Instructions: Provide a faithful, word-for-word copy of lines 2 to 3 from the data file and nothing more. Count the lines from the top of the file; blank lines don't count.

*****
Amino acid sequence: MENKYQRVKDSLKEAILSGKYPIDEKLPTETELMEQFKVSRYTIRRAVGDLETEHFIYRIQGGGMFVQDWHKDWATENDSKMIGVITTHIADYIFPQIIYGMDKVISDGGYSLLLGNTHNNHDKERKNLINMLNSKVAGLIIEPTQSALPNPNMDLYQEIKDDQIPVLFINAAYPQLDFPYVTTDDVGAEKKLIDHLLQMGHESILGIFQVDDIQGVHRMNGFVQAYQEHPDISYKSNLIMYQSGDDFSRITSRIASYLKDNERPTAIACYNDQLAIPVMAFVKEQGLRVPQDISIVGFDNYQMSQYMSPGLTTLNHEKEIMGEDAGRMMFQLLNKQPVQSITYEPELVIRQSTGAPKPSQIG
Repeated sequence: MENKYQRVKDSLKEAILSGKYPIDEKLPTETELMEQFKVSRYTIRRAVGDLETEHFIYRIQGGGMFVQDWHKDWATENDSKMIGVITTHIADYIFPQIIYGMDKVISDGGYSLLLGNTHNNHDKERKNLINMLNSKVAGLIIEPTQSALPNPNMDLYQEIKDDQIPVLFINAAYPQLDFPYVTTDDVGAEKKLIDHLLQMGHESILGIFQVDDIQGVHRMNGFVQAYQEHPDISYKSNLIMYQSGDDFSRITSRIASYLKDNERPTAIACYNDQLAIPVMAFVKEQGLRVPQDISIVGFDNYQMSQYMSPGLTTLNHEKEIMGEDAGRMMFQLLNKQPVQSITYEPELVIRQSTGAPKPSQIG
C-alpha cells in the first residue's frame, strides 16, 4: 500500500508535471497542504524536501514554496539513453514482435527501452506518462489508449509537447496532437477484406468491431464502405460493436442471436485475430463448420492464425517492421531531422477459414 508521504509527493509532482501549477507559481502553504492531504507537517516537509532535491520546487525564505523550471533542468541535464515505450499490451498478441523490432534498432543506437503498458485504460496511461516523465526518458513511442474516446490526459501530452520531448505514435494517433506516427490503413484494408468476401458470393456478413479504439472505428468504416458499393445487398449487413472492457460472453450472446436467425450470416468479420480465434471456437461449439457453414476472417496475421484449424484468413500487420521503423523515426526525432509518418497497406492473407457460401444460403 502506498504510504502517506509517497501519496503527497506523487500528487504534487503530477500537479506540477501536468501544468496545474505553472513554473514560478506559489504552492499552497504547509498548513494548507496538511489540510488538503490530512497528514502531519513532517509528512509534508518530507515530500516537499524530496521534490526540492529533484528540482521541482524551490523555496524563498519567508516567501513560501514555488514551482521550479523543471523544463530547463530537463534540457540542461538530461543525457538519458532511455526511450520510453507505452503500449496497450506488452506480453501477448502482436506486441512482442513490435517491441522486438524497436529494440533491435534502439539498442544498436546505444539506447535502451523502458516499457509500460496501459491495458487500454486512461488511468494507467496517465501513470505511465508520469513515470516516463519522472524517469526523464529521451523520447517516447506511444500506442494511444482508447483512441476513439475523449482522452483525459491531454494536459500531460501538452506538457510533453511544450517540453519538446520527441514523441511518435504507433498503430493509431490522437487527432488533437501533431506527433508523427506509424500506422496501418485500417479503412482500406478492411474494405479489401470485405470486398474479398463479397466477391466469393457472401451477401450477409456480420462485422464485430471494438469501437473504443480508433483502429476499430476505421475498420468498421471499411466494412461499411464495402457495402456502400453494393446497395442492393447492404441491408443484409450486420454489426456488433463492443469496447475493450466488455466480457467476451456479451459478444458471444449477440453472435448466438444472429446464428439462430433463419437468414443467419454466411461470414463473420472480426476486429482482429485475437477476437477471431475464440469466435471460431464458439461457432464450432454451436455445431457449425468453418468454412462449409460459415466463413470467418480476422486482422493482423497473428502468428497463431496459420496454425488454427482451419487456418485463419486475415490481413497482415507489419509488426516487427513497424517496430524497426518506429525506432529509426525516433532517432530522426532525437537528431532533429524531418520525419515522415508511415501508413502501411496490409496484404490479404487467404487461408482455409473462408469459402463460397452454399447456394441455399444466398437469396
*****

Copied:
Repeated sequence: MENKYQRVKDSLKEAILSGKYPIDEKLPTETELMEQFKVSRYTIRRAVGDLETEHFIYRIQGGGMFVQDWHKDWATENDSKMIGVITTHIADYIFPQIIYGMDKVISDGGYSLLLGNTHNNHDKERKNLINMLNSKVAGLIIEPTQSALPNPNMDLYQEIKDDQIPVLFINAAYPQLDFPYVTTDDVGAEKKLIDHLLQMGHESILGIFQVDDIQGVHRMNGFVQAYQEHPDISYKSNLIMYQSGDDFSRITSRIASYLKDNERPTAIACYNDQLAIPVMAFVKEQGLRVPQDISIVGFDNYQMSQYMSPGLTTLNHEKEIMGEDAGRMMFQLLNKQPVQSITYEPELVIRQSTGAPKPSQIG
C-alpha cells in the first residue's frame, strides 16, 4: 500500500508535471497542504524536501514554496539513453514482435527501452506518462489508449509537447496532437477484406468491431464502405460493436442471436485475430463448420492464425517492421531531422477459414 508521504509527493509532482501549477507559481502553504492531504507537517516537509532535491520546487525564505523550471533542468541535464515505450499490451498478441523490432534498432543506437503498458485504460496511461516523465526518458513511442474516446490526459501530452520531448505514435494517433506516427490503413484494408468476401458470393456478413479504439472505428468504416458499393445487398449487413472492457460472453450472446436467425450470416468479420480465434471456437461449439457453414476472417496475421484449424484468413500487420521503423523515426526525432509518418497497406492473407457460401444460403 502506498504510504502517506509517497501519496503527497506523487500528487504534487503530477500537479506540477501536468501544468496545474505553472513554473514560478506559489504552492499552497504547509498548513494548507496538511489540510488538503490530512497528514502531519513532517509528512509534508518530507515530500516537499524530496521534490526540492529533484528540482521541482524551490523555496524563498519567508516567501513560501514555488514551482521550479523543471523544463530547463530537463534540457540542461538530461543525457538519458532511455526511450520510453507505452503500449496497450506488452506480453501477448502482436506486441512482442513490435517491441522486438524497436529494440533491435534502439539498442544498436546505444539506447535502451523502458516499457509500460496501459491495458487500454486512461488511468494507467496517465501513470505511465508520469513515470516516463519522472524517469526523464529521451523520447517516447506511444500506442494511444482508447483512441476513439475523449482522452483525459491531454494536459500531460501538452506538457510533453511544450517540453519538446520527441514523441511518435504507433498503430493509431490522437487527432488533437501533431506527433508523427506509424500506422496501418485500417479503412482500406478492411474494405479489401470485405470486398474479398463479397466477391466469393457472401451477401450477409456480420462485422464485430471494438469501437473504443480508433483502429476499430476505421475498420468498421471499411466494412461499411464495402457495402456502400453494393446497395442492393447492404441491408443484409450486420454489426456488433463492443469496447475493450466488455466480457467476451456479451459478444458471444449477440453472435448466438444472429446464428439462430433463419437468414443467419454466411461470414463473420472480426476486429482482429485475437477476437477471431475464440469466435471460431464458439461457432464450432454451436455445431457449425468453418468454412462449409460459415466463413470467418480476422486482422493482423497473428502468428497463431496459420496454425488454427482451419487456418485463419486475415490481413497482415507489419509488426516487427513497424517496430524497426518506429525506432529509426525516433532517432530522426532525437537528431532533429524531418520525419515522415508511415501508413502501411496490409496484404490479404487467404487461408482455409473462408469459402463460397452454399447456394441455399444466398437469396